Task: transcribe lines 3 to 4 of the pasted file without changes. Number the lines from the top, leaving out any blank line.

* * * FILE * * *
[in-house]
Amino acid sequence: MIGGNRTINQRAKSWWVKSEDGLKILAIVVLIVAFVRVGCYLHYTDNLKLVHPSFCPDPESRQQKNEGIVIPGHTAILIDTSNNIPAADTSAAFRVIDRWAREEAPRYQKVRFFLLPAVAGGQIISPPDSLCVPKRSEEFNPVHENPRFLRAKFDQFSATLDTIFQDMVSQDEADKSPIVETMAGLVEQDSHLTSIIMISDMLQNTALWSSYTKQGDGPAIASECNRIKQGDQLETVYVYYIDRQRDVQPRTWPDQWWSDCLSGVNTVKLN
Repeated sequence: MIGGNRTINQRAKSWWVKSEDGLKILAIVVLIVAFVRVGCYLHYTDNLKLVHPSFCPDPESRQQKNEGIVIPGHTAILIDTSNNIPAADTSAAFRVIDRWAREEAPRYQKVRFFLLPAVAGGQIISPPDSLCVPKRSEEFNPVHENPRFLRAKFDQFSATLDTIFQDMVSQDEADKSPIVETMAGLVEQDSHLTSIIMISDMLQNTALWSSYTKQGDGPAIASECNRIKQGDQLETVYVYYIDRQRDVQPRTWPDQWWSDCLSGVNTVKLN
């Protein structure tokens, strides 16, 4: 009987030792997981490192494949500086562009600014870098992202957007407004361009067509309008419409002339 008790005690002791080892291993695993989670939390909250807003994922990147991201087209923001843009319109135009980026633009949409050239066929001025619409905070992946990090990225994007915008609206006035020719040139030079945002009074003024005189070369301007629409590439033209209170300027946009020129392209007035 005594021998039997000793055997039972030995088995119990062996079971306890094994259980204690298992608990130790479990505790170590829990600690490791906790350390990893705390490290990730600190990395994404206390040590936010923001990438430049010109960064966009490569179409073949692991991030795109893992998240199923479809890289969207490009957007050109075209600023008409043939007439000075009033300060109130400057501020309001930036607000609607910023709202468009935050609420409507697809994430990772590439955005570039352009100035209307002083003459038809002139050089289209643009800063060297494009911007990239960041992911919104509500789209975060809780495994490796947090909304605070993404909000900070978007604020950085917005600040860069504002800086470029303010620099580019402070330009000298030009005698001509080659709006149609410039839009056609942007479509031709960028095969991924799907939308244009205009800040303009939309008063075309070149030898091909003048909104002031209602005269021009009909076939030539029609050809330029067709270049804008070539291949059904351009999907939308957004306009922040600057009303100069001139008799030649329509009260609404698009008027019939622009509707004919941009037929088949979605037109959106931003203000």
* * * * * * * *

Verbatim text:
Repeated sequence: MIGGNRTINQRAKSWWVKSEDGLKILAIVVLIVAFVRVGCYLHYTDNLKLVHPSFCPDPESRQQKNEGIVIPGHTAILIDTSNNIPAADTSAAFRVIDRWAREEAPRYQKVRFFLLPAVAGGQIISPPDSLCVPKRSEEFNPVHENPRFLRAKFDQFSATLDTIFQDMVSQDEADKSPIVETMAGLVEQDSHLTSIIMISDMLQNTALWSSYTKQGDGPAIASECNRIKQGDQLETVYVYYIDRQRDVQPRTWPDQWWSDCLSGVNTVKLN
């Protein structure tokens, strides 16, 4: 009987030792997981490192494949500086562009600014870098992202957007407004361009067509309008419409002339 008790005690002791080892291993695993989670939390909250807003994922990147991201087209923001843009319109135009980026633009949409050239066929001025619409905070992946990090990225994007915008609206006035020719040139030079945002009074003024005189070369301007629409590439033209209170300027946009020129392209007035 005594021998039997000793055997039972030995088995119990062996079971306890094994259980204690298992608990130790479990505790170590829990600690490791906790350390990893705390490290990730600190990395994404206390040590936010923001990438430049010109960064966009490569179409073949692991991030795109893992998240199923479809890289969207490009957007050109075209600023008409043939007439000075009033300060109130400057501020309001930036607000609607910023709202468009935050609420409507697809994430990772590439955005570039352009100035209307002083003459038809002139050089289209643009800063060297494009911007990239960041992911919104509500789209975060809780495994490796947090909304605070993404909000900070978007604020950085917005600040860069504002800086470029303010620099580019402070330009000298030009005698001509080659709006149609410039839009056609942007479509031709960028095969991924799907939308244009205009800040303009939309008063075309070149030898091909003048909104002031209602005269021009009909076939030539029609050809330029067709270049804008070539291949059904351009999907939308957004306009922040600057009303100069001139008799030649329509009260609404698009008027019939622009509707004919941009037929088949979605037109959106931003203000």